Several weeks ago I wrote about the Japanese art of Kintsugi, the process of repairing damaged ceramics with seams of gold. The idea of a repair transforming an object into something of even greater value has stayed with me.
Recently, while reading the novel “The Gargoyle Hunters” by John Freeman Gill, I came across a passage that I want to share with you:
“…On its white grillwork shelves stood a number of unusual, very old objects. The only thing they seemed to have in common was that every one of them had something wrong with it.
‘I call these Poignant Repairs,’ he said. “They’re antique objects, some of them completely unremarkable to begin with, that broke at some point in the past but whose owners were so fond of them that they went to extraordinary lengths to fix them. In doing that, they transformed the object, by their ingenuity and affection, into something completely new and singular.’”
Gill then goes on to describe some of these repaired objects – an earthenware pitcher with a broken handle that was replaced with a hand hammered one in tin that even contained a tiny brass plate for the name of the man who made the repair; a glass goblet whose base was replaced with a marble foot; a tortoiseshell comb with a break repaired with small silver reinforcements engraved with fine floral designs. A character in the book goes on to say “The damage was the opportunity, you see. Without damage, there’s no discovery… It was a pretty nice comb to begin with, you know, like a lot of pretty nice combs…But now it’s the only one like it in the world. Now it’s perfectly itself.”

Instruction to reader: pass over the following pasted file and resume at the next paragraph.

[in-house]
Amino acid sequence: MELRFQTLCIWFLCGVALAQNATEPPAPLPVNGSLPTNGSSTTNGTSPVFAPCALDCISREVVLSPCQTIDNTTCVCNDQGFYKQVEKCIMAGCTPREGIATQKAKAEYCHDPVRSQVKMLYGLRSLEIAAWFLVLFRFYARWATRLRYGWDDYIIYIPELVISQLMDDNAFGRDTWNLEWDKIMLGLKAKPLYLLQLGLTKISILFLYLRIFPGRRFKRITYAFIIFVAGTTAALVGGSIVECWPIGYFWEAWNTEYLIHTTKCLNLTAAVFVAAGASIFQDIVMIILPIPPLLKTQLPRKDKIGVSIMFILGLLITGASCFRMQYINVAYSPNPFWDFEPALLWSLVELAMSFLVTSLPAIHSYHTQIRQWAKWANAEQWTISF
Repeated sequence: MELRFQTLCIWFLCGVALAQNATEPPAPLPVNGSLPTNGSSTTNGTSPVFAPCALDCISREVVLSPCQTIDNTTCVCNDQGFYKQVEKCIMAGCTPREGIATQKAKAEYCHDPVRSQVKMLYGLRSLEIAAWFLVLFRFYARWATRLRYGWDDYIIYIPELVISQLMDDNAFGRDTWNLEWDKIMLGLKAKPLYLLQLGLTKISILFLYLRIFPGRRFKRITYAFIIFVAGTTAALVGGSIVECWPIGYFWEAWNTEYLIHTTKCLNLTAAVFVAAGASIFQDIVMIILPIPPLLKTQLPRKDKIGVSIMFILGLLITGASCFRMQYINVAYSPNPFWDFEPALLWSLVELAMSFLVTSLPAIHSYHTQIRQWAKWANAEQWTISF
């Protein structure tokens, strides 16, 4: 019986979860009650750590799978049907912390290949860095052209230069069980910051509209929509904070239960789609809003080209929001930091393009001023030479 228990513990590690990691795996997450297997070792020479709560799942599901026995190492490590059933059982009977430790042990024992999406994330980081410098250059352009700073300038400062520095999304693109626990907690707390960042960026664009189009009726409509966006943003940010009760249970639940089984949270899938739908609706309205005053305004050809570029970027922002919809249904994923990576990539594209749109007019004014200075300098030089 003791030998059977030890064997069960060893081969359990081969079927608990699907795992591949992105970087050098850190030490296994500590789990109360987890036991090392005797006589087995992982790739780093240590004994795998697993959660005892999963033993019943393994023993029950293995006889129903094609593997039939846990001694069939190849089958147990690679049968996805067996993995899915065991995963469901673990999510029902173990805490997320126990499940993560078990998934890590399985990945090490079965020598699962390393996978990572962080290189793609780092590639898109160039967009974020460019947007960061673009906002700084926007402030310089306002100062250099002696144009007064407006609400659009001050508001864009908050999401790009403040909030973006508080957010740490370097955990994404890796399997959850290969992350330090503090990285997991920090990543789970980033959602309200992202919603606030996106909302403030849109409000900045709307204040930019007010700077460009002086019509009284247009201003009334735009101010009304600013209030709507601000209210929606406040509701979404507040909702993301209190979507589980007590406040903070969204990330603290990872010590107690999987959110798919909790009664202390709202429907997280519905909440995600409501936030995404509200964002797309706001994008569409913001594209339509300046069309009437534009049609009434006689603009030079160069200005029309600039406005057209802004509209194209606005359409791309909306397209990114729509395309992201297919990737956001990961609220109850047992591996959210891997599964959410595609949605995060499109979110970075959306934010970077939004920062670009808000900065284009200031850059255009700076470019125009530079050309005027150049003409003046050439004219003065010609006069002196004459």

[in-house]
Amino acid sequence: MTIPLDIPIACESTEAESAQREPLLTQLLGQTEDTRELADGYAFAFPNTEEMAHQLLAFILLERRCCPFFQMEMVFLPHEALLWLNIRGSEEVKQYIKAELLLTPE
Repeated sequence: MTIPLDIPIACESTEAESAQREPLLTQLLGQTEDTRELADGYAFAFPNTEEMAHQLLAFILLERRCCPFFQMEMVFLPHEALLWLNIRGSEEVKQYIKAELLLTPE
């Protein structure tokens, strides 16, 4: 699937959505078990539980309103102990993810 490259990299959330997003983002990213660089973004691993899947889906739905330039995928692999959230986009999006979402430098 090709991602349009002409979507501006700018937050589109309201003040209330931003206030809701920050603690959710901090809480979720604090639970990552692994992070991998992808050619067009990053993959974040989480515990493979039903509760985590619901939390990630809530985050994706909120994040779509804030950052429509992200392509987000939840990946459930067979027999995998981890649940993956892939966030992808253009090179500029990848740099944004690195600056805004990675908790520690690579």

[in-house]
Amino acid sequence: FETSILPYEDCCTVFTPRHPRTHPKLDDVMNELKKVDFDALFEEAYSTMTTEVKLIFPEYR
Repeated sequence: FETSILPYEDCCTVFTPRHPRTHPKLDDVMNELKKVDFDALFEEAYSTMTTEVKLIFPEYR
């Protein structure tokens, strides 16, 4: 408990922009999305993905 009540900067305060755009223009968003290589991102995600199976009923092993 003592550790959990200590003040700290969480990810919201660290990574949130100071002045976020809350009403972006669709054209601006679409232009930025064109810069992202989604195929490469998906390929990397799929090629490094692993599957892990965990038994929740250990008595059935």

So, is this what artists do, make something that is perfectly itself?
Gill seems to have been influenced by Marilynn Gelfman Karp, author of “In Flagrante Collecto (Caught in the Act of Collecting),” who coined the phrase poignant repairs and who has a large collection of these humble objects. Another influence is Andrew Baseman who collects and then profiles these objects on his website.
So let’s look at a few of these poignant repairs. What can they tell us about the act of creation and transformation?
These broken ceramic pieces were repaired with metal staples. According to legend it’s just such a repair that caused Japanese craftsmen to develop the art of Kintsugi as an aesthetically pleasing alternative.
Talk about wacky. A broken ceramic lid has been used to make a pin cushion, with hand embroidered red feathers.
This little dog makes me cry. Some one loved it enough to fashion a new leg from a nail and wire.
This dog lost its fur and so an inventive owner used cotton tape to make a new coat.
If the above repairs were made out of practicality combined with love then the following ones add in a more conscious attempt at a design solution to a problem. The online site Platform 21 organized a contest, Remarkable Repairs, for the best repair. Many solutions are funny and some play on visual puns.
Repaired baluster by Any-One.
Repaired drainpipe by Jaap van der Feer.
This piece started out as a sweater that had shrunk and no longer fit. Calypso Schuijt expanded the sweater with a series of small cuts, creating a perfect fit.
Gerald Tros had a microwave with a non-responsive keypad. With some minor rewiring and a custom designed wooden keypad he now has a one-of-a-kind microwave (and he later made a very “arty” one for a friend).
All of the pieces I’ve shown so far have one thing in common, they’ve retained their functional use, and that has been the main impetus behind their creation. The following works are by artists/designers whose work straddles the line between “poignant repairs” and the larger tradition of artists working with repurposed materials.
Jan Vormann, lego block repairs
Droog, rag chair and chest of drawers
Bouke De Vries, ceramics